NHL

Revisiting journeyman goaltender Ty Conklin’s unique career across the NHL

While former NHL goaltender Ty Conklin never won a Stanley Cup, the netminder’s interesting career is worth looking back on.

Most NHL fans likely remember Ty Conklin as nothing more than a backup goaltender who bounced from team to team.

That’s not to say the Anchorage, AK native wasn’t an effective second-string netminder, but let’s just say he won’t be inducted into the Hockey Hall of Fame anytime soon.

With that being said, Conklin’s career entailed some unique details.

For starters, Conklin was undrafted. The masked man earned a spot with the Edmonton Oilers organization and first appeared in an NHL game during the 2001-02 season. Things didn’t heat up for Conklin’s career until after the miserable 2004-05 NHL lockout.

While he only appeared in 18 games for the Oilers in 2005-06, he shockingly found himself between the pipes for Edmonton during that’s season’s Stanley Cup Final against the Carolina Hurricanes. Keep in mind that the backup played in 60 career games prior to getting the nod in Game 1. It also marked the first time since 1989-90 the Oilers advanced to the Final.

LOS ANGELES, CA – OCTOBER 11: Goaltender Ty Conklin #29 of the Edmonton Oilers makes a glove save against the Los Angeles Kings during the NHL game on October 11, 2005 at the Staples Center in Los Angeles, California. The Kings defeated the Oilers 3-1. (Photo by Noah Graham/Getty Images)

Conklin replaced Edmonton’s starter in Dwayne Roloson due to an injury that sidelined Roloson for the remainder of the Final. Oddly enough, Conklin also suffered an injury during Game 1 and was replaced by third-string goaltender Jussi Markkanen.

It was an odd series of events for one of the most forgettable Stanley Cup Finals in recent memory.

Conklin later inked himself in a unique part of hockey history.

The notorious backup again replaced an injured starter in Marc-Andre Fleury during the 2007-08 campaign when he strapped on the pads for the Pittsburgh Penguins. He earned the opportunity to start between the pipes for the Penguins during the NHL’s first-ever Bridgestone Winter Classic vs. the Buffalo Sabres at the then Ralph Wilson Stadium.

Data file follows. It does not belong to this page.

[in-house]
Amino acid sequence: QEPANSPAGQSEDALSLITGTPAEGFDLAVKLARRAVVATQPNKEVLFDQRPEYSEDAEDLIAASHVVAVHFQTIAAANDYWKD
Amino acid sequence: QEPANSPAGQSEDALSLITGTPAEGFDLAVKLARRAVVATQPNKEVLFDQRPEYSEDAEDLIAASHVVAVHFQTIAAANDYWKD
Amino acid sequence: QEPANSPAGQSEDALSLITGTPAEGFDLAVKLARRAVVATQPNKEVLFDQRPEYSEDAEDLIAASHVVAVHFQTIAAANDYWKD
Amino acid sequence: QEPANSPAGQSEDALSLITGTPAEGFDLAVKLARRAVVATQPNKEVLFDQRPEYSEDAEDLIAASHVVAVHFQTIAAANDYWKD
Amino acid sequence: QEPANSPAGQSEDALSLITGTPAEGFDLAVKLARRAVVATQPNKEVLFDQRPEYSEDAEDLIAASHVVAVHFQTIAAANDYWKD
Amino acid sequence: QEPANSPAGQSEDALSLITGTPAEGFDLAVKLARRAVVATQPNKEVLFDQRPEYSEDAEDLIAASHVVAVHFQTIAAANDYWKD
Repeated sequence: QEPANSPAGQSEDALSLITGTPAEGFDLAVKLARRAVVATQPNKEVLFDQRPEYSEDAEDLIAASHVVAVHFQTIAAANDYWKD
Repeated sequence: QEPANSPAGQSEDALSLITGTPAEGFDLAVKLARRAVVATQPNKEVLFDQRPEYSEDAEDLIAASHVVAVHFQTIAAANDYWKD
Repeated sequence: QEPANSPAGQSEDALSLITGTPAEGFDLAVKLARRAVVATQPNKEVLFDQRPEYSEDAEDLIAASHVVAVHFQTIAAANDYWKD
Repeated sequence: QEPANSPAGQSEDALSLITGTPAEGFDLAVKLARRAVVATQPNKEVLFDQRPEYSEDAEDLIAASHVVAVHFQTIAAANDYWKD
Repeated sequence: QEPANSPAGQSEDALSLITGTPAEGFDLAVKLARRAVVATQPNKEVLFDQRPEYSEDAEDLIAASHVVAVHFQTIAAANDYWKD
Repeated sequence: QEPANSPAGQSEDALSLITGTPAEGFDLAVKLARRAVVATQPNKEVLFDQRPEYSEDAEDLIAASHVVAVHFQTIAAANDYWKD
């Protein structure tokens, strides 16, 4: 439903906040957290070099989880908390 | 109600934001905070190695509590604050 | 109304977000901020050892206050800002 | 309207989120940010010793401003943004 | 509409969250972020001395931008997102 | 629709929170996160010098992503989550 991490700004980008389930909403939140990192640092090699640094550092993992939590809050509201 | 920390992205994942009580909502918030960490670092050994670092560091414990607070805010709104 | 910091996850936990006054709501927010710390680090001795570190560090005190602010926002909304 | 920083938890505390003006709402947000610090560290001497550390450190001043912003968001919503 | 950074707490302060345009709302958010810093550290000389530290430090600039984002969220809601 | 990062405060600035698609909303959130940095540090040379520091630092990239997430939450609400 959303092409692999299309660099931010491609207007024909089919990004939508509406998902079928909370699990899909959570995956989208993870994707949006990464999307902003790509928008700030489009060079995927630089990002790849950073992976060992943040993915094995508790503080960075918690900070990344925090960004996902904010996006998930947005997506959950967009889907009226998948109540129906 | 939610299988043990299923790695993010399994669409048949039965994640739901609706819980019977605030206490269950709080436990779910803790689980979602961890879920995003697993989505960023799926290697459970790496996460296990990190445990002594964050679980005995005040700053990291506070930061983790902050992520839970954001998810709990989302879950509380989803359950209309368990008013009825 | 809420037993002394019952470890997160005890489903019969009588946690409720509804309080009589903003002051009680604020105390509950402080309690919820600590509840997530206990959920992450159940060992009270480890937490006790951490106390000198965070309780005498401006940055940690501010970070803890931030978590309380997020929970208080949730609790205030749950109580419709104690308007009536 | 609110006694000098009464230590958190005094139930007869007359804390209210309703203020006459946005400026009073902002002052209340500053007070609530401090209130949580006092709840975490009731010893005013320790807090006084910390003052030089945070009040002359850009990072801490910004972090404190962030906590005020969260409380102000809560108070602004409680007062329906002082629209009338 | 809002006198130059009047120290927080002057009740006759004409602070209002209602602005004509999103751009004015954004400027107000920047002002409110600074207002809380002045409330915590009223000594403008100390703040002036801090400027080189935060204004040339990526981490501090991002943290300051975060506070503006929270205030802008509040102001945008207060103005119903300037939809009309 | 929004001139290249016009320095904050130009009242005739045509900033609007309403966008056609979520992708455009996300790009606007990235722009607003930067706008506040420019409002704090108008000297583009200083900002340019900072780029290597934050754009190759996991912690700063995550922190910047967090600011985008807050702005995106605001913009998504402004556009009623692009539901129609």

ORCHARD PARK, NY – JANUARY 01: Thomas Vanek #26 of the Buffalo Sabres tries to get past goaltender Ty Conklin #35 of the Pittsburgh Penguins during the NHL Winter Classic at the Ralph Wilson Stadium on January 1, 2008 in Orchard Park, New York. The Penguins won the game 2-1 in a shoot out. (Photo by Dave Sandford/Getty Images)

Conklin collected the win, as most fans can recall the scenic and dramatic shootout victory Pittsburgh earned on New Year’s Day of 2008.

Interestingly enough the former Oiler was a member of another Cup contending squad when the Penguins advanced to the 2007-08 Final but lost to the Detroit Red Wings. Conklin didn’t appear in a contest vs. the Red Wings but ironically joined the Wings the following season.

CHICAGO – JANUARY 01: Ty Conklin #29 of the Detroit Red Wings walks off the ice after the Red Wings won 6-4 the Chicago Blackhawks during the NHL Winter Classic at Wrigley Field on January 1, 2009 in Chicago, Illinois. (Photo by Jonathan Daniel/Getty Images)

Again, the netminder earned some luck and was placed in a once in a lifetime opportunity. On New Year’s Day, 2009, Conklin started for the Red Wings in the league’s second Winter Classic at Wrigley Field when Hockeytown defeated the Chicago Blackhawks.

Conklin became the only player in NHL history to play in the league’s first two official Winter Classics.

Things really got odd when the Red Wings and Penguins faced-off in a Stanley Cup Final rematch that same season. Unfortunately, Conklin might have been cursed, because this time around the Steel City hoisted Lord Stanley — leaving Conklin on the wrong side of a Cup Final for the third occasion in less than five seasons.

The goaltender then joined the St. Louis Blues for two seasons before returning to Detroit in 2011-12 for his final NHL season.

Conklin only finished his career with 96 wins, but two of those victories were outdoors in some of the NHL’s fondest memories. Plus, he was a member of three teams that advanced to the Stanley Cup Final — there’ no doubt most goaltenders wished they’d have a chance to just play in one Final or Winter Classic.

Fans may not have realized it, but Conklin is in the NHL history books.

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